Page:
Immediately, plans began to form to get an even closer look at Lunic, but the Soviet’s seeming naivety in parading a real satellite around didn’t extend to the security at their exhibitions. Soldiers guarded the satellite at all times while on display, including during off-hours when the museums and exhibition halls housing it were closed. It seemed clear that accessing Lunic while it was on display would be practically impossible, so the CIA turned their attention to how it was transported from exhibition to exhibition.
While all of the items were transported from city to city by rail car (with accompanying guard), the CIA identified some vulnerability in the way each item was transported from each exhibition to that rail car. The items were simply placed in unassuming crates and loaded into trucks that would drive them to the train station for loading. This transition was not heavily monitored by Soviet security, with items arriving at the train at random intervals and little coordination between drivers and the train personnel to speak of. In fact, the guards at the rail depots weren’t even provided with a list of what deliveries to expect, perhaps as a part of compartmentalizing information, but it was this specific shortcoming in the Soviet security strategy most of all that granted the CIA the opportunity they needed.
Hijacking a rocket is easier from the highway
Intelligence operatives are often thought of as superhuman, as though it takes a unique biology to be a truly successful spy. The truth, as history so often reveals, is that spies are most often regular people like the rest of us; superhuman not in capability, but arguably perhaps, in audacity.
When the night came to enact the CIA’s plan, the agents responsible were hopelessly lacking in James Bond-esque gadgets to assure victory. It began, quite simply, with agents in plain clothes following the crate containing Lunic out of an exhibition, looking intently for signs of supplemental Soviet security. Surprisingly, despite their air-tight security during showings, no guards manifested and it soon became clear that the unassuming box truck carrying a nondescript crate full of Soviet state secrets would be making its short trip to the train station utterly unaccompanied.
So as the truck approached its turn off toward the train station, the CIA simply pulled the vehicle over and escorted the driver to a nearby hotel. From there, an agent hopped in the driver’s seat and guided the truck into a nearby salvage yard that had been chosen specifically for the high walls intended to hide the interior scrap from the rest of the neighborhood. It was one of the most daring espionage capers of the Cold War, and certainly had the potential to ignite a conflict between the planet’s two nuclear powers… But at the point of execution, the best the CIA could muster was little more than a carjacking and a local junkyard. Sometimes, it really is audacity that makes all the difference.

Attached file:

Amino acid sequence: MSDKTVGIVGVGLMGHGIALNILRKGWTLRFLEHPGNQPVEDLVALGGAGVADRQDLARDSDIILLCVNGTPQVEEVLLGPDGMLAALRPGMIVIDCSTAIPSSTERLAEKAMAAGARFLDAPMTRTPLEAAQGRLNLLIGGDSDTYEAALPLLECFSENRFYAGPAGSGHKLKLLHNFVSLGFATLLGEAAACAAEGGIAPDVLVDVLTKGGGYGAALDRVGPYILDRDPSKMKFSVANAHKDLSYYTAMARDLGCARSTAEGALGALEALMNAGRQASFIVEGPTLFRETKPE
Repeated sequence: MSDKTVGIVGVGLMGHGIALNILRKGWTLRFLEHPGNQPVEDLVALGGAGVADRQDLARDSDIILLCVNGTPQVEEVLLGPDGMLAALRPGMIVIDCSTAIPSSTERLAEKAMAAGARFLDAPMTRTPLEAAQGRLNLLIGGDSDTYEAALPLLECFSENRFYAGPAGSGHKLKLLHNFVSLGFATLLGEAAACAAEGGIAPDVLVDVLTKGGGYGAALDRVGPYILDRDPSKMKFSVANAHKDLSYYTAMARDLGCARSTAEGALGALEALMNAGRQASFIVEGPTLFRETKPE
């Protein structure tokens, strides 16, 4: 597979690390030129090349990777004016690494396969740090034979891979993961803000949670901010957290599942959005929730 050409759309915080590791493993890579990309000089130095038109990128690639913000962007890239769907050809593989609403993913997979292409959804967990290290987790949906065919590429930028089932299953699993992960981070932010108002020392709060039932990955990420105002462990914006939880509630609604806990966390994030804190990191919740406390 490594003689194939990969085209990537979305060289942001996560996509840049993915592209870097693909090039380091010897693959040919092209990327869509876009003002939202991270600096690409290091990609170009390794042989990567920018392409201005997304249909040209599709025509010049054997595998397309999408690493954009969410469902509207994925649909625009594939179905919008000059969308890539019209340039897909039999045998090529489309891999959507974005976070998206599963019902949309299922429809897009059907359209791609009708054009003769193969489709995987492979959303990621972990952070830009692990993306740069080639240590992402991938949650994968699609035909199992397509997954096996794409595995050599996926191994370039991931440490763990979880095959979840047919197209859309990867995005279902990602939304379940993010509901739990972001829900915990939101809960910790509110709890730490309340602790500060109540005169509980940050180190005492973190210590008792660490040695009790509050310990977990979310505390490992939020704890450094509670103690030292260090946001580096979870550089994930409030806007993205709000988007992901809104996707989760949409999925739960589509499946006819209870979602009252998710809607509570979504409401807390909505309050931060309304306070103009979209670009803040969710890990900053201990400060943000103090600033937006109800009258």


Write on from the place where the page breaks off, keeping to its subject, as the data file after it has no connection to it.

For thirty long minutes, CIA agents hovered in the shadows surrounding their freshly stolen truck, waiting for some sign that the Soviets had noticed Lunic’s absence. Once it seemed the coast was sufficiently clear, they descended upon the truck, and the 20 foot long, 11 foot wide, and 14 foot-deep crate housed inside. For their plan to work, it wasn’t enough to get to the satellite, disassemble it, and photograph what they could–they also had to re-assemble it, tuck it back inside its crate, and deliver it to the train station before morning, to keep the Soviets from knowing anything had even taken place.
Take off your shoes and hop in the rocket
To their relief, the crate itself had been re-used a number of times, making it fairly easy to open without leaving any clear signs of tampering. However, with no means to pull the rocket stage out of the crate, the team soon realized they’d have no choice but to do their work inside the wooden box. Agents took off their shoes and split into teams, climbing to the bottom of the crate using rope ladders they’d brought specifically for the job, and delicately removing hardware and panels to gain access to the secrets held within.
Soon, their plan hit a snag, however. The Lunic spacecraft wouldn’t be hard to access through the rocket stage it was housed in, but as they attempted to make entry, the CIA agents found a small, plastic seal with a Soviet logo emblazoned on it. In order to get to the spacecraft, the seal would have. to be broken, but doing so would almost certainly reveal their meddling to Soviet authorities. Quickly, calls were made to CIA assets in the area, who assessed that they could replicate the seal and get their replacement to the salvage yard in time to re-assemble and return the rocket by morning.
Although the engine had been removed, its mounts, as well as tanks for both fuel and the oxidizer remained, granting the CIA enough information to extrapolate the rocket’s engine size and payload capabilities. With the seal removed, Lunic itself was pulled out, prodded, disassembled, and photographed extensively. Information gleaned wasn’t only valuable from a design perspective, it also offered important context regarding the Soviet rocket program. Having measurements and weights recorded for a Luna 2-esque payload, the CIA would be able to make more sense of telemetry data they were gathering around each Soviet launch. It was a significant intelligence victory for the United States, and would go on to shape plans and policy regarding America’s own space efforts for years to come.